6. Cleaning. When guests are suddenly on the doorstep, it’s okay to shove clutter into a closet or into the clothes dryer. Dim the lights to hide the dust, and put on a big smile. Good intentions to make guests feel welcome will always trump the scowl of the unprepared. Better yet, welcome them and use that old line about “Pardon the mess; our kids are making memories.”
7. When your best friend asks if you think she’s attractive to guys. Of course she is. Let somebody else give her the improvement tips. You are blind to her flaws and she loves you for that. Gently suggesting ideas is tempting, but only do it if you can preserve her feelings at the same time. Haven’t we seen that there’s a lid for every pot? How can you presume to know who will find her attractive and who will not? Loving acceptance trumps the need for brutal evaluation.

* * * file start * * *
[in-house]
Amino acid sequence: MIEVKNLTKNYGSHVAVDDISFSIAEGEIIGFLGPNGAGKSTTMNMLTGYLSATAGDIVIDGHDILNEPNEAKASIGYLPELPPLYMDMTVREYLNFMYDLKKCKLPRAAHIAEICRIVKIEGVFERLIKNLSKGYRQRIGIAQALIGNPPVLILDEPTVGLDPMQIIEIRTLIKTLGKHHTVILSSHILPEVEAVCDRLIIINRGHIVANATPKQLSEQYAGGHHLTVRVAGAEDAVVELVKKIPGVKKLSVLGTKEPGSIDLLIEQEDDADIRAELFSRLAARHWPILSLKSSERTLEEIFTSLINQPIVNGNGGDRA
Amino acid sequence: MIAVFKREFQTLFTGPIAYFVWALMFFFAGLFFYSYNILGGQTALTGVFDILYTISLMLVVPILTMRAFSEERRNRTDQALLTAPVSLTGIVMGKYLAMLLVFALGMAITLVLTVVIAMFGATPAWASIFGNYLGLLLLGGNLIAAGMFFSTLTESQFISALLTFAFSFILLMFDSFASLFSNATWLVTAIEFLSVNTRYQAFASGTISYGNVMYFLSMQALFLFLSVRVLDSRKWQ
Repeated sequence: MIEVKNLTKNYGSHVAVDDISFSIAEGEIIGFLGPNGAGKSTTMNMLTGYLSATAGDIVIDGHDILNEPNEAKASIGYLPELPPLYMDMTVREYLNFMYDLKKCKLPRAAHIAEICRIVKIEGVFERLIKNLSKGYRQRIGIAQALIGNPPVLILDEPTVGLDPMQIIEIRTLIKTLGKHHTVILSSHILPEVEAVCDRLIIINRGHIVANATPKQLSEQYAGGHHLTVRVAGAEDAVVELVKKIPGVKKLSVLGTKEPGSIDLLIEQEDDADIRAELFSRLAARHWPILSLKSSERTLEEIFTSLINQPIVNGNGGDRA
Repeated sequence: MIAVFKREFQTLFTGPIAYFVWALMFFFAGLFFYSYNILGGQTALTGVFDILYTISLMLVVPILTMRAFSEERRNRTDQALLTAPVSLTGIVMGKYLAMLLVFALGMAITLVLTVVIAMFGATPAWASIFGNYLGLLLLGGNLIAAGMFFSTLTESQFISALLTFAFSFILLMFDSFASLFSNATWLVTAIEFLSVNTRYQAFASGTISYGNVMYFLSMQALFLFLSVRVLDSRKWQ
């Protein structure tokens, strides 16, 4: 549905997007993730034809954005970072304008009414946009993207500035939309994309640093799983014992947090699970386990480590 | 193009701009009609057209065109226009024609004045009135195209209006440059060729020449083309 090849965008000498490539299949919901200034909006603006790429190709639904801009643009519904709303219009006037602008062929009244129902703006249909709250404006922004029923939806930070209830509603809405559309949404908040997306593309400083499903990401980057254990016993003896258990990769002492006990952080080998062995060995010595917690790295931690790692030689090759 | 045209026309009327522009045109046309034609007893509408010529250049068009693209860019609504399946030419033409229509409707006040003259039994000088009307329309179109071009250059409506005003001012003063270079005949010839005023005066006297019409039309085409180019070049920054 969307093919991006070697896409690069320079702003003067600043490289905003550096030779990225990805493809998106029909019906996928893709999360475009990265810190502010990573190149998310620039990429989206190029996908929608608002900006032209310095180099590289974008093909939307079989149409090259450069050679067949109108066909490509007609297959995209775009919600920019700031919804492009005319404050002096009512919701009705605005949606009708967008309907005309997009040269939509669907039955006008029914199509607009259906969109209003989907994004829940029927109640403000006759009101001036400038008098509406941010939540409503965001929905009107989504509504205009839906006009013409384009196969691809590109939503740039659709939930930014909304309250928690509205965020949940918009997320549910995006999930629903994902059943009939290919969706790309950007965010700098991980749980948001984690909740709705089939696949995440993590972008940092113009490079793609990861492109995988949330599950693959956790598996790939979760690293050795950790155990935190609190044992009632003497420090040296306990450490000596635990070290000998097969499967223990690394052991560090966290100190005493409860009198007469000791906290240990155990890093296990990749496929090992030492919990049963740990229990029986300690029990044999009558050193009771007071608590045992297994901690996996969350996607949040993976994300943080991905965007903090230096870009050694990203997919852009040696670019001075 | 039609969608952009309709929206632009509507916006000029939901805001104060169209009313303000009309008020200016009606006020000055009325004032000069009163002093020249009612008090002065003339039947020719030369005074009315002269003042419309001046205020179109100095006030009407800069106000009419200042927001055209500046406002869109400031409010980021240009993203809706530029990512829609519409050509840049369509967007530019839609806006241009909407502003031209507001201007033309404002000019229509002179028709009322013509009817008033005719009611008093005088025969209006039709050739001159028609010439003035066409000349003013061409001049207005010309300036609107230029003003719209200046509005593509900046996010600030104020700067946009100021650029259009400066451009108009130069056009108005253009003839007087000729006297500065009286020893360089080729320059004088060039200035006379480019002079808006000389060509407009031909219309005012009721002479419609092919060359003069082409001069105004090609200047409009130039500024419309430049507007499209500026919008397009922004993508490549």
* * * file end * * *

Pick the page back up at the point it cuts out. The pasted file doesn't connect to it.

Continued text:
8. When someone asks how you are, just to be nice. “How are you doing?” is really another form of “hello,” and doesn’t always imply the need for a full health report. Likewise, when a waiter asks how things are, know that he’s been told to ask this; he isn’t deeply worried about your level of satisfaction. Clerks at the supermarket checkout don’t really mean it, either, when they ask if you found everything you wanted. There’s nothing they can do about it if the store is out of your brand of toothpaste, or doesn’t carry it in the first place. Maybe a manager could help you, but not the cashier. When we take these questions as opportunities to vent or complain, are we being good missionaries? Are we being Christlike? Are we bringing a spot of joy to someone else?
9. When you hate where you moved. Here you owe it to your family to put on a smile and make the best of it. “Bloom where you’re planted,” as they say. Be Pollyanna and the rest of the family will follow. Show that you can always find the good in any situation. Whining and complaining accomplish nothing, and simply poison the air. Here an upbeat attitude beats painful accuracy.